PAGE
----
By: Skye Jordan

Troy forced himself to stop. To shut his mouth even though he could go on and on about Giselle's voice and the individual singing and performing talents that made her truly one of a kind. He lifted his glass toward a man in a black uniform and maroon half apron, who nodded in acknowledgment of his silent request.

When he glanced at Z, her mouth had edged up into a sly little grin. “If you say so, Kanye.”


“Where'd a white girl like Giselle get a flare of gospel?”

“One of her foster homes. The mother sang in a Baptist choir and heard Giselle singing while she was folding laundry. Hauled her to church and signed her up. Giselle said she never did another chore because she spent all her time at choir practice. She would have broken out a lot sooner if her biological mother had left her the hell alone.”

“Where'd you grow up?”

“Memphis.” The bartender delivered his drink. Troy took the glass, held his hand up in a silent request for him to wait, and downed the whiskey in one swallow. Grimacing against the burn, he set the glass on the tray with a rough “Another, please.”

Zahara waited until the server was out of earshot before she asked, “All the charity she does is for foster care. Is that how you two met?”

He nodded. “Ryker and I were seventeen when she came to our home.”

Z made a soft sound in her throat. “Man, you two got a rough start.”

“Rougher for her, a beautiful little white girl raised by addict trash in the armpit of Tennessee.” Giselle had been fourteen at the time, with more scars than any one person should carry in a lifetime. “She's lucky the state took her away before her mother got a chance to sell her for a fix. That's where it was headed.”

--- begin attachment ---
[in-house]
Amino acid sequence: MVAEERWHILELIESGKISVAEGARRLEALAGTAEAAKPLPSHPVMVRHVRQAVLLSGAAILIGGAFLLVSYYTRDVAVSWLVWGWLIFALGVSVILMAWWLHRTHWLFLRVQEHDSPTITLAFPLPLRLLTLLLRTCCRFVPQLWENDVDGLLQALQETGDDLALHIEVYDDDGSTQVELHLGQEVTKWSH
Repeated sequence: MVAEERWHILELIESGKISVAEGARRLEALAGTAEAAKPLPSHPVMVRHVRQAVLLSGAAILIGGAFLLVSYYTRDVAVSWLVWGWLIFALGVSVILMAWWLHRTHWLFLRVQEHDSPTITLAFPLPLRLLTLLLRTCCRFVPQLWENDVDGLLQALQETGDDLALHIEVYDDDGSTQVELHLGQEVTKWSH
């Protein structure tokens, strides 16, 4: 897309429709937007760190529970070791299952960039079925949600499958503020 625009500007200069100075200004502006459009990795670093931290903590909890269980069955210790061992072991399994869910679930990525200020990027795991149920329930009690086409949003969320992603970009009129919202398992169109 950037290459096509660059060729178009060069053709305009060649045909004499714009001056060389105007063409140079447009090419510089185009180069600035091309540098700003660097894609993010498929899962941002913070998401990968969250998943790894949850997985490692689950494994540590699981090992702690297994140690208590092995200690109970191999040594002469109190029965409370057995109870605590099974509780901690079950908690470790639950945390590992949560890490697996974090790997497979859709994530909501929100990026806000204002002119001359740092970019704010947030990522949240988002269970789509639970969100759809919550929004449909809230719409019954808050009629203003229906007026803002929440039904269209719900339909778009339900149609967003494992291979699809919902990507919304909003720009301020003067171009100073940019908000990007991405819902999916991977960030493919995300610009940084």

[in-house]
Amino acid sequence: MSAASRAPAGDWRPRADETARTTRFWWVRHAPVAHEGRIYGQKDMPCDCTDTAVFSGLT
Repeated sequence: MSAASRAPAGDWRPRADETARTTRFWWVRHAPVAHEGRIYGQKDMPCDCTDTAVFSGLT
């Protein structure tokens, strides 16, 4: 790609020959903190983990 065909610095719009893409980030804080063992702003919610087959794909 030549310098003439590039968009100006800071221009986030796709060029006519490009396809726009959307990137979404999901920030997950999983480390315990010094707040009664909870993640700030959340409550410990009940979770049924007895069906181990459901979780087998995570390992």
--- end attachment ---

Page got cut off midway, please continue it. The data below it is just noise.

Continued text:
Z shook her head. “How long were you together?”

Troy took the third drink from the waiter and thanked him, then sipped. “Best friends for two years, lovers for three.”

“Wow, long time. And so young. What happened?”

“Nashville.” And my own stupidity. The memories knifed him in the gut. “Nashville happened.”

Z waited for more, but when silence thickened between them, she asked, “And you haven't talked to her since?”


“Long time to be carrying a torch. Why don't you contact her? You know, reconnect? The film is the perfect excuse to start a dialogue.”

“I'm not carrying a torch,” he lied, scowling at Z. He just hadn't realized how hot it still burned until he'd gotten here. “How would you like it if your ex was plastered all over Vegas while you were trying to work?”

She lifted a shoulder, her gaze going distant. “Mmm, don't know. I've never been that much in love.”

“Well, take it from me, no one needs that kind of heartache more than once in a lifetime. Besides, she wouldn't recognize me if we passed on the street. I'm a completely different person now-inside and out.”

“Really.” Z crossed her arms and narrowed her eyes with a sassy smile, lightening the mood a little. “I was under the impression you were born a bad boy.”

“Bad, yes. But I was white-trash bad. Not bad-ass bad. And our worlds are light years apart now.” He gestured out the window. “Look at her, splashed across the fucking Mirage, for God's sake.” He shook his head and smiled despite the stab of loss. “Man. She really made it.”

“So have you,” Z said with a little scolding in her voice. “Not too many people can say they've got stupid-ass selfies with just about every Hollywood blockbuster star. Or that their phone numbers are programmed into the speed dial of every big producer in Hollywood in case of a freak problem with rigging on a set. You're equally as famous, just in a lower-profile way.”

Troy laughed. “There's an oxymoron for you.”

“You're not that different,” she insisted, serious again. “You're both in entertainment. You're both here. You're both involved in the same movie.” She tipped her head with a devilish glint in her eye and lowered her voice. “Don't you wish she could see who and what you've become?”

Only every fucking day.

“Nope. Like I said, rejection isn't my thing.” He sought out Becca and Casey and found them watching his conversation with Z. With a single nod, they sauntered toward him. And even the sight of two twelves on a scale of one to ten coming at his beck and call left him lukewarm. “That is my thing now.”

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